Article
Despite a burgeoning literature that documents numerous positive implications of forgiveness, scholars know very little about the potential negative implications of forgiveness. In particular, the tendency to express forgiveness may lead offenders to feel free to offend again by removing unwanted consequences for their behavior (e.g., anger, criticism, rejection, loneliness) that would otherwise discourage reoffending. Consistent with this possibility, the current longitudinal study of newlywed couples revealed a positive association between spouses' reports of their tendencies to express forgiveness to their partners and those partners' reports of psychological and physical aggression. Specifically, although spouses who reported being relatively more forgiving experienced psychological and physical aggression that remained stable over the first 4 years of marriage, spouses who reported being relatively less forgiving experienced declines in both forms of aggression over time. These findings join just a few others in demonstrating that forgiveness is not a panacea.
Article
Despite a growing literature on the positive implications of forgiveness and recent efforts to promote forgiveness in marriage, there is reason to believe forgiveness could have yet-unknown negative implications. In particular, forgiveness may increase the likelihood that offenders will offend again by removing unwanted outcomes for those offenders (e.g., criticism, guilt, loneliness) that would otherwise discourage them from reoffending. Consistent with this possibility, the current 7-day-diary study revealed that newlywed spouses were more likely to report that their partners had engaged in a negative behavior on days after they had forgiven those partners for a negative behavior than on days after they had not forgiven those partners for a negative behavior. Interpersonal theories and interventions designed to treat and prevent relationship distress may benefit by acknowledging this potential cost of forgiveness.
Article
Married couples (N = 172) were observed as newlyweds and observed again 1 year later while engaging in 2 problem-solving and 2 personal support discussions. Microanalytic coding of these conversations was used to examine associations between problem-solving and social support behaviors for 1 year and their relative contributions to 10-year trajectories of self-reported relationship satisfaction and dissolution. Results demonstrated that initially lower levels of positive support behaviors and higher levels of negative support behaviors predicted 1-year increases in negative emotion displayed during problem-solving conversations. Emotions coded from the initial problem-solving conversations did not predict 1-year changes in social support behaviors. Controlling for emotions displayed during problem-solving interactions eliminated or reduced associations between initial social support behaviors and (a) later levels of satisfaction and (b) relationship dissolution. These findings corroborate models that prioritize empathy, validation, and caring as key elements in the development of intimacy (e.g., Reis & Shaver, 1988) and suggest that deficits in these domains foreshadow deterioration in problem solving and conflict management. Implications for integrating support and problem solving in models of relationship change are outlined, as are implications for incorporating social support in education programs for developing relationships.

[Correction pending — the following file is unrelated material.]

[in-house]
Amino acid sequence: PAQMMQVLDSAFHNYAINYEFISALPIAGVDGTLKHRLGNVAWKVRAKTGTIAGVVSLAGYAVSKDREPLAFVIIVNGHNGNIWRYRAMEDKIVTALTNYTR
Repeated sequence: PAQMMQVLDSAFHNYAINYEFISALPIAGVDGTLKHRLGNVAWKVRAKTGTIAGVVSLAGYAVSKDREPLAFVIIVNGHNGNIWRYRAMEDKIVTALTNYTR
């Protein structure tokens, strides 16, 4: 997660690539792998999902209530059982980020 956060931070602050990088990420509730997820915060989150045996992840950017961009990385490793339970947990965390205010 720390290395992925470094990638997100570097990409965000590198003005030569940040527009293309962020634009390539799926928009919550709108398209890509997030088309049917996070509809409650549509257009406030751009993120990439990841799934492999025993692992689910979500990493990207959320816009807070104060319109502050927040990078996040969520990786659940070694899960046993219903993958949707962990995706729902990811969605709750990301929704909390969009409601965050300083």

Article
Three studies involving 328 married couples were conducted to validate the Marital Offence-Specific Forgiveness Scale, a new measure assessing offence-specific forgiveness for marital transgressions. The studies examined the dimensionality; internal consistency; and discriminant, concurrent, and predictive validity of the new measure. The final scale comprised 2 distinct correlated dimensions, 1 positive (Benevolence) and 1 negative (Resentment-Avoidance), both of which had adequate internal consistency. The 2 dimensions discriminated marital forgiveness from affective empathy, rumination, attributions, and marital quality. Convergent validity of the new scale was indicated by significant relationships between its underlying dimensions and a host of predicted sociocognitive, relationship, trait, and well-being correlates of forgiveness. Providing evidence for predictive validity, forgiveness dimensions accounted for variability in relationship variables over a 6-month period.
Article
This study tested the success of communication strategies used by relationship partners (N = 61 romantic couples) who were videotaped while trying to produce desired changes in each other. Strategies varying in valence (positive vs. negative) and directness (direct vs. indirect) were differentially associated with postdiscussion perceptions of success as well as ratings of demonstrated change in targeted features gathered at 3-month intervals during the following year. Direct strategies (positive and negative) were initially perceived as relatively unsuccessful but predicted increased change over the next 12 months as reported by the targeted partners and (for positive-direct strategies) as perceived by female agents. Positive-indirect strategies, in contrast, were associated with higher concurrent perceived success but did not predict later change. Increases in problem severity also forecasted lower relationship quality over time. These findings indicate that one mechanism through which regulation strategies impact relationship outcomes is the extent to which engaged strategies are successful at producing desired change.